Claim to Fame: The Eddystone Lighthouse was the first masonry-tower lighthouse to be built at sea, and its form was universally adopted.
An early image of the James Douglass lighthouse, with the stump of the Smeaton-designed building beside it.
Eddystone Lighthouse is located in the English Channel, 14 miles south of Plymouth, England. The reef upon which it stands was the source of many shipwrecks... and many lighthouses, the first of which was built in 1698. The first three lighthouses were wooden, and suffered the fate of sea storms. John Smeaton built the fourth lighthouse in 1759 of Cornish granite.
Using an oak tree as his model of strength and stability, he experimented with many engineering concepts to build the lighthouse - an effort that would later propel him to prominence as England's "Father of Civil Engineering." Of particular significance were the dovetailed joints in stone, using quick-drying cement that could withstand the salty seawater. These interlocking blocks served as the model for Minot's Ledge Lighthouse.
In the 1870s, the foundation eroded beyond repair and the structure became unsafe. The lighthouse that stands today was constructed in 1882 by Sir James Douglass, using the successful concepts of Smeaton's design.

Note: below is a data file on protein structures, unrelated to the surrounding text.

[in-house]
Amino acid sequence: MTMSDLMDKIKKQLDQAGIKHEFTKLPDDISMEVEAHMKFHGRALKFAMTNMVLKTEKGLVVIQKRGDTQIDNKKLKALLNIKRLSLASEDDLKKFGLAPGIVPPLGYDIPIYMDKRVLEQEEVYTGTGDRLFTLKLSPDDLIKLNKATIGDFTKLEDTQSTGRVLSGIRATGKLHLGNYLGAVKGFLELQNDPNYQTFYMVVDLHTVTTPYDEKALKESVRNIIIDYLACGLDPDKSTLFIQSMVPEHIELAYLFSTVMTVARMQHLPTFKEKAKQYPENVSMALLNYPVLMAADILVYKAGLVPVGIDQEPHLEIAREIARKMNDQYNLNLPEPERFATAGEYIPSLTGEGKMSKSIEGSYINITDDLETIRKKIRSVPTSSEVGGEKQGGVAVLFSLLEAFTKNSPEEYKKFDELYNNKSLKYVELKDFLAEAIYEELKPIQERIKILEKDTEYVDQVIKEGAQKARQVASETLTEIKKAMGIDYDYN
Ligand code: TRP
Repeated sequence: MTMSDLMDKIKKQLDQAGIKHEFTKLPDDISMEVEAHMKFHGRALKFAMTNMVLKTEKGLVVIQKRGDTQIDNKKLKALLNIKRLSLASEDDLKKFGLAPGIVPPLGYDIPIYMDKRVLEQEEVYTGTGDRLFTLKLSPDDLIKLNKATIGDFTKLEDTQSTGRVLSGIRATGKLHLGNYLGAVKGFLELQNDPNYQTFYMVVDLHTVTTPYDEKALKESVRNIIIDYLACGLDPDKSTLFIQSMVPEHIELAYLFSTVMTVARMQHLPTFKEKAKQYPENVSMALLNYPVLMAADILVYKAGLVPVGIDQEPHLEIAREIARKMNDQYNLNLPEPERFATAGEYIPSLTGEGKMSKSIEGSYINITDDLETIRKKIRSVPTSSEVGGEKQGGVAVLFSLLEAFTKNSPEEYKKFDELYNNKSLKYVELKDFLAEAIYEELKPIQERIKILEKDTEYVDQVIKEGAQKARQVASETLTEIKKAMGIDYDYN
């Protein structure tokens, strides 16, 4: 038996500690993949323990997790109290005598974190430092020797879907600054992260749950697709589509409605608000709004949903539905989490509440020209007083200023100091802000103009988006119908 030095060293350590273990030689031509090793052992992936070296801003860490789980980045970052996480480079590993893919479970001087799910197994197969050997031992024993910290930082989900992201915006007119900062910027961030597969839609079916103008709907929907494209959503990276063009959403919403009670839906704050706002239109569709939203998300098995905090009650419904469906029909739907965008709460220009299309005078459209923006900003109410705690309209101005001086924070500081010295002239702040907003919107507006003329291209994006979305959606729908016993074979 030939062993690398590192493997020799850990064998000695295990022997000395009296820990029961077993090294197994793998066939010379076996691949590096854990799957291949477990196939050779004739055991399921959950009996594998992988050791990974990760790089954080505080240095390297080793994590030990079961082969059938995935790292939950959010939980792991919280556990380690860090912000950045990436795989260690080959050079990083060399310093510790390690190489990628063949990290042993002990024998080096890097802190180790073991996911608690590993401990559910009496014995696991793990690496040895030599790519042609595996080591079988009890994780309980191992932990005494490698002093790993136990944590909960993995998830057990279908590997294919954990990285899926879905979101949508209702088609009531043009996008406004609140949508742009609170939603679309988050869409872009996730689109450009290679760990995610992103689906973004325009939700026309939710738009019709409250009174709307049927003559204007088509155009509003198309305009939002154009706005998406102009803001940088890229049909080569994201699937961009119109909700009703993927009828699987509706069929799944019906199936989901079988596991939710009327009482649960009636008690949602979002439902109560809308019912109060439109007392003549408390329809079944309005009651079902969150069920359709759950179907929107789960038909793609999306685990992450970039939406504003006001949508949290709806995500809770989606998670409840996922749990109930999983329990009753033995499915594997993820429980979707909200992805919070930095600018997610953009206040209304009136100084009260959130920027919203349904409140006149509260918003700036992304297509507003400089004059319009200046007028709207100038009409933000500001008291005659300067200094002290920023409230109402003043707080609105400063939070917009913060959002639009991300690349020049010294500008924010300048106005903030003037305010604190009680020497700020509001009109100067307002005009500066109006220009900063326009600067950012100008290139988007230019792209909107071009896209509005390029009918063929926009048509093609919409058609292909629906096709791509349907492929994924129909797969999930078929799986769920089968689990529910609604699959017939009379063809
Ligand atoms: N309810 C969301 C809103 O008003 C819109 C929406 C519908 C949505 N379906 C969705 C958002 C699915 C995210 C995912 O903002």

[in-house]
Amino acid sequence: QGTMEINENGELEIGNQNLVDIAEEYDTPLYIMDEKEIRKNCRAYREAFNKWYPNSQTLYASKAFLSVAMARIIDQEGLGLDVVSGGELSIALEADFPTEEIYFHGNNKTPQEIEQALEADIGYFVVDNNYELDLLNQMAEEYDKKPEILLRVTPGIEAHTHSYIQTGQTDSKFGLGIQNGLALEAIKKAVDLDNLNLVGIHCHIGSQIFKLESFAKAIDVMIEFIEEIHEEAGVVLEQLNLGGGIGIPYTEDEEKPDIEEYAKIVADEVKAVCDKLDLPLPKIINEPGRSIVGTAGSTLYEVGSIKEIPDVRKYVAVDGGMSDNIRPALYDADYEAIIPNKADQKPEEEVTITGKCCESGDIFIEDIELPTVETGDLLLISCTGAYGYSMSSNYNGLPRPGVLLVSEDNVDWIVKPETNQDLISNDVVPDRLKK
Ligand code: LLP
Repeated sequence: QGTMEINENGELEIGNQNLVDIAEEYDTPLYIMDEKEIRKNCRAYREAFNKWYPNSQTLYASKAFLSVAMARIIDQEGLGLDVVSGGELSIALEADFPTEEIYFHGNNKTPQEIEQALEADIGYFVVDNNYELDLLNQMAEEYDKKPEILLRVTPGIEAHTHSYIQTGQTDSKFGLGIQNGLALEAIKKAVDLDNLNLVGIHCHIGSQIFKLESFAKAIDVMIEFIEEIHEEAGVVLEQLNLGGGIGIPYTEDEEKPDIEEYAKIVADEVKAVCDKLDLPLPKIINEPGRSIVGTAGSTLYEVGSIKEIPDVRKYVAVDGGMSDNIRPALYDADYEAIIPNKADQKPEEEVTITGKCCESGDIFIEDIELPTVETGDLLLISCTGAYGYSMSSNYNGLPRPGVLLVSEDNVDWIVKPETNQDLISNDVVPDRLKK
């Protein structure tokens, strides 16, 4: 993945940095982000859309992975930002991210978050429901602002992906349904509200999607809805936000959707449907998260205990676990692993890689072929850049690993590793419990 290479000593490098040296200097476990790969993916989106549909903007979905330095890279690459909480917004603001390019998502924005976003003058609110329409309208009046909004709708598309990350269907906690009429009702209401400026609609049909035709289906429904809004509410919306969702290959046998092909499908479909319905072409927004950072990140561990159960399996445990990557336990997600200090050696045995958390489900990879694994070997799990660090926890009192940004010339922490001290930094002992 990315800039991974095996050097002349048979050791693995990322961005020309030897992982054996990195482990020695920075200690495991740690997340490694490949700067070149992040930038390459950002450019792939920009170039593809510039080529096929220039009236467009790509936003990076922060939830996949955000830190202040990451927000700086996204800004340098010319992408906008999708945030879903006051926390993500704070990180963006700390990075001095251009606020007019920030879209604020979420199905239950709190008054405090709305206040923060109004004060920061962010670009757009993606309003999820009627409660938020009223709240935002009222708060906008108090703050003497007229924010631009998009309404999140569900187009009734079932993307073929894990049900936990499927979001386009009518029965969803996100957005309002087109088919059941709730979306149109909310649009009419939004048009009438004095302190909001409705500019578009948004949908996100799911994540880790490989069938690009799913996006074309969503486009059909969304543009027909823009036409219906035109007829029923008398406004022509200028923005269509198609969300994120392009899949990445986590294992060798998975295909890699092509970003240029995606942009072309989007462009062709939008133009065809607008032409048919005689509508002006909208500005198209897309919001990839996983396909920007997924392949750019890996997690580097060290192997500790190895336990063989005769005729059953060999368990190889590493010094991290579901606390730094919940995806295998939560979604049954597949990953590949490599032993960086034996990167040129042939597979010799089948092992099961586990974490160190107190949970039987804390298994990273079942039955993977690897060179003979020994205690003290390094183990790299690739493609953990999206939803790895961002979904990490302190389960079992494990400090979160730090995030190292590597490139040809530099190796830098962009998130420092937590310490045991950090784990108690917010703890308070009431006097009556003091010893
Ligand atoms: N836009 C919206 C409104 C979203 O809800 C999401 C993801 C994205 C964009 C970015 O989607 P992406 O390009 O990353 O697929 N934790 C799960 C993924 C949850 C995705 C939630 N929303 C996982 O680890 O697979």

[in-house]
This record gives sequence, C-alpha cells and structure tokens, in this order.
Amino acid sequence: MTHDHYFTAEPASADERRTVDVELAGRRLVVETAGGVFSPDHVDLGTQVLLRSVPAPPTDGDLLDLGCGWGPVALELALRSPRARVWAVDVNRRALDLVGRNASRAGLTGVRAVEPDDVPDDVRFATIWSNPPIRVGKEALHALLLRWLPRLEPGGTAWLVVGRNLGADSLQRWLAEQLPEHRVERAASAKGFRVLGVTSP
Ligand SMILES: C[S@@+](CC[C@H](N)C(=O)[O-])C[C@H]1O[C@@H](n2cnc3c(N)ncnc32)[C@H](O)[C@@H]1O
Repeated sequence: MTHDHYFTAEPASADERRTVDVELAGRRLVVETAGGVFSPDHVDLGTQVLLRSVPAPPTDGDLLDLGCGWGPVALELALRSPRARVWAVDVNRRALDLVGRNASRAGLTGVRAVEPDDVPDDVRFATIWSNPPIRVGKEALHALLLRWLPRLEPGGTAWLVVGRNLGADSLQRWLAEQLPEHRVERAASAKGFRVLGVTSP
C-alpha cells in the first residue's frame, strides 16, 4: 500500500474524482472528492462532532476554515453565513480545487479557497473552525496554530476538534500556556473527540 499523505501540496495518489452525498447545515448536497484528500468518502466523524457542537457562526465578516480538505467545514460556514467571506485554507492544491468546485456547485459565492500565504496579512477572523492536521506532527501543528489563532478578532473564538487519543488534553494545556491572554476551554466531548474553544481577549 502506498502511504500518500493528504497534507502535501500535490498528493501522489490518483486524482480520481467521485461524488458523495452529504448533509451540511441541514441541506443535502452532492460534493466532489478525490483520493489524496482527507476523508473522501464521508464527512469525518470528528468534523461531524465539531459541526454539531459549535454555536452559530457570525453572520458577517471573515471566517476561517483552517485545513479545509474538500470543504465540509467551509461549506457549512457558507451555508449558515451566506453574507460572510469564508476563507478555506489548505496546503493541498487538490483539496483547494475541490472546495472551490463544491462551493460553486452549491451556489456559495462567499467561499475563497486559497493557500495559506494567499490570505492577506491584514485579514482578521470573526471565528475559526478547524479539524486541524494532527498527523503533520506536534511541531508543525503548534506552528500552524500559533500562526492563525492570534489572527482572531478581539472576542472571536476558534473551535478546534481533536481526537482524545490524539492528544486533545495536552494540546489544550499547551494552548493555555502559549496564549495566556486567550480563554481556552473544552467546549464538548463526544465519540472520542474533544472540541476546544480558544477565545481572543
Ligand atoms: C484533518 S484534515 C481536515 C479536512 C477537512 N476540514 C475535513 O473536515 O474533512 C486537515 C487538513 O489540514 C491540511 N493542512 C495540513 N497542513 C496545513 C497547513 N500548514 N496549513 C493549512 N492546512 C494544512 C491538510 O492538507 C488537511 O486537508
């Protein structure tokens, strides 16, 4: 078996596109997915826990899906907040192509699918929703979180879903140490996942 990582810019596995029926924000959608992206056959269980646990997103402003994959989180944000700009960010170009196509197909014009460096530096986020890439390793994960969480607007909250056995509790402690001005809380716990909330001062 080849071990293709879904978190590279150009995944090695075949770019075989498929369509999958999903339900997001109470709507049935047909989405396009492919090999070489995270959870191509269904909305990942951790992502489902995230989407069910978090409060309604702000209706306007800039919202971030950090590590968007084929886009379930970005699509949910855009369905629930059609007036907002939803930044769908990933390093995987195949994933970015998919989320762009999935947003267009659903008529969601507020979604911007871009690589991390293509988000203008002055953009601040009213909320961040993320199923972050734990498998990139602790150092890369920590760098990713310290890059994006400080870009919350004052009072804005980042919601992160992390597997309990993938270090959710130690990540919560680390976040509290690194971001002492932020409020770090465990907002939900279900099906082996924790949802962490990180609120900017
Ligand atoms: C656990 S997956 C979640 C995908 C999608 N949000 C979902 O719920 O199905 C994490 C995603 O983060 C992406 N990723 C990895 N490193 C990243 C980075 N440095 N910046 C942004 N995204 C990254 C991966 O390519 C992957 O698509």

1. Henry Winstanley, a London merchant who had personally lost ships to the treacherous reef, built the original structure in 1698. After a year in service, it was clear that the lighthouse was structurally in peril due to the frequent, tempestuous storms. Winstanley significantly modified and strengthened the structure and it became known as the second Eddystone lighthouse. However, in 1703 the region was pounded by one of the most devastating storms in history, which toppled the lighthouse and cost the life of its builder, who was asleep inside.
2. In 1709, John Rudyerd, a London silk merchant, designed the third lighthouse that survived 47 years, until it burned to the ground. Legend suggests that sparks from a wood stove had ascended the chimney and set fire to the roof.
3. Smeaton's design included new types of lifting gear and cranes to place multi-ton stones atop each other in an environment of extreme wind and rough seas.